How to build a plywood boat: Part 1 – a DIY project for the garage

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This video is an overview of how to build a small boat. Over a period of a month, in our spare time my son and myself built a 3 metre plywood boat in a one car garage. For little money and some basic tools, we ended up with a fast stable craft that you could walk to the water. And in Queensland Australia, you don't need a license and the boat doesn't need to be registered. So the boat started life as a sketch, with some dimensions on it. I used a free CAD program called Delftship, to create the boat in 3D. The Program generates a lines plan which is a layout of all the pieces that make up the hull. with dimensions on it. The material list for the boat's not very big a few sheets of plywood and some pine framing from the local hardware store (Bunnings).

The plywood's scarfed together to make up the full length of the boat. I then transferred with pencil, the dimensions from the lines plans onto the plywood. Then we cutout all the pieces with the jigsaw. Once the pieces are cut, it's really cool to see how quickly the boat takes shape. once you start bringing the pieces together. The shape of the hull on this is a little unusual. It was an experiment. Which, in the end didn't really work out. But that's OK. It was easy to cut and modify later on. (next video) The pieces that make up the shell of the hull are brought together around the frame and the transom. The flat plate at the back of the boat. The pieces are all screwed together temporarily with tangs of metal blocks of wood, screws, you can even use cable ties.

It doesn't really mater putting holes in the wood because you'll fill after with epoxy. The whole boat is glued together and finally coated with epoxy resin. It's all done with epoxy. Epoxy resin with a filler (cab-o-sil) to thicken it, is used to stitch glue the wood together, in the beginning. It's almost like spot welding in metal. Once the glue dries you can take out the screws. Once the boat's been spot glued together and all the screws have been taken out and everything is square. Then all the edges can be filled with epoxy. The inside edges of the corners are filleted using something round (i.e. PVC pipe) The outside edges are sanded over to give it a rounded smooth edge.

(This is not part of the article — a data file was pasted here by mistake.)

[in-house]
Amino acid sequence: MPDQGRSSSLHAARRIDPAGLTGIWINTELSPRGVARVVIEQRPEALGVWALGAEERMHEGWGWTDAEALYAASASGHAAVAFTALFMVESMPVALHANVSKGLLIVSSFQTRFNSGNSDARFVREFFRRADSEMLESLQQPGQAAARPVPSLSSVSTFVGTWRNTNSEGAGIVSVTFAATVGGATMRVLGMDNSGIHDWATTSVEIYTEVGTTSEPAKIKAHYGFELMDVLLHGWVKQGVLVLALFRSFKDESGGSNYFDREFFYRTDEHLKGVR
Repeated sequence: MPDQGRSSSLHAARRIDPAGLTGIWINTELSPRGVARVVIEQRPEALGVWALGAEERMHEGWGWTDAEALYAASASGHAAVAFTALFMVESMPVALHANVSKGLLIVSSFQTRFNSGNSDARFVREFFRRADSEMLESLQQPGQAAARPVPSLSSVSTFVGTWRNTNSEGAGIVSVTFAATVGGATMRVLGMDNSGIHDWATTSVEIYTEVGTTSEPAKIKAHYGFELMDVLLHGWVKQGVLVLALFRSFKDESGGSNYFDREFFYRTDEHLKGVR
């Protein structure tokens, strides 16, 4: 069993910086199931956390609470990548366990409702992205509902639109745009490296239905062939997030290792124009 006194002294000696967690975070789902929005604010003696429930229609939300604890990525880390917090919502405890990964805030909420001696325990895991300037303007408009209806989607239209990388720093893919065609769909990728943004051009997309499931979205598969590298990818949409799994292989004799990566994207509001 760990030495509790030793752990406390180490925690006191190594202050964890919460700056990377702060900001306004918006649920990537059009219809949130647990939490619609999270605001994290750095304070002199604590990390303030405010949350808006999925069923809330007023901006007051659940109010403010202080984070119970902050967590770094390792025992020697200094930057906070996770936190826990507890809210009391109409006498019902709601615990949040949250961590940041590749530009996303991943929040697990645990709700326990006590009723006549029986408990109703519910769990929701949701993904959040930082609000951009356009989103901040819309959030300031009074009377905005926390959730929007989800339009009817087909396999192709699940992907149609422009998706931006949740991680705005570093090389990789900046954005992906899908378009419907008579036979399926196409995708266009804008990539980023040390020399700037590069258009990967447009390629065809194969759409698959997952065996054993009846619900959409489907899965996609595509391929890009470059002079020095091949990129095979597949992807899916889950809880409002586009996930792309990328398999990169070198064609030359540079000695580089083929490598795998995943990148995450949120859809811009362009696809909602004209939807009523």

Fibreglass tape laminated over the external edges Pine framing was added around the tops of the sides. Temporary framing to make the bonnet. The main forward bulkhead (or frame) was stitch glued in place. The bow of the boat was cut to give it a punt like nose. This gave more volume for the same length of boat. The bonnet, ready to be bonded onto the hull. All of the wood in the boat was coated with 2 coats of epoxy resin. A light weight bog of epoxy mixed with Q-cells was used to fill the weave of the fibreglass and fair it into the hull.

To get the boat to the water I needed wheels and some way of attaching them to the boat. To keep it light and maintenance free I knocked up a chassis out of what I had plenty of, laying around the shed. Plywood So this was it. With an old 3.3hp motor We were ready to head to the water. It floats! Es sieht gut aus. (it looks good) Catamaran It floats! The boat was even big enough to invite Mum out, for fish & chips on the river. If you enjoyed this video, click on subscribe.. There's a video following this one on how I got this boat to fly! Well, not quite that high…

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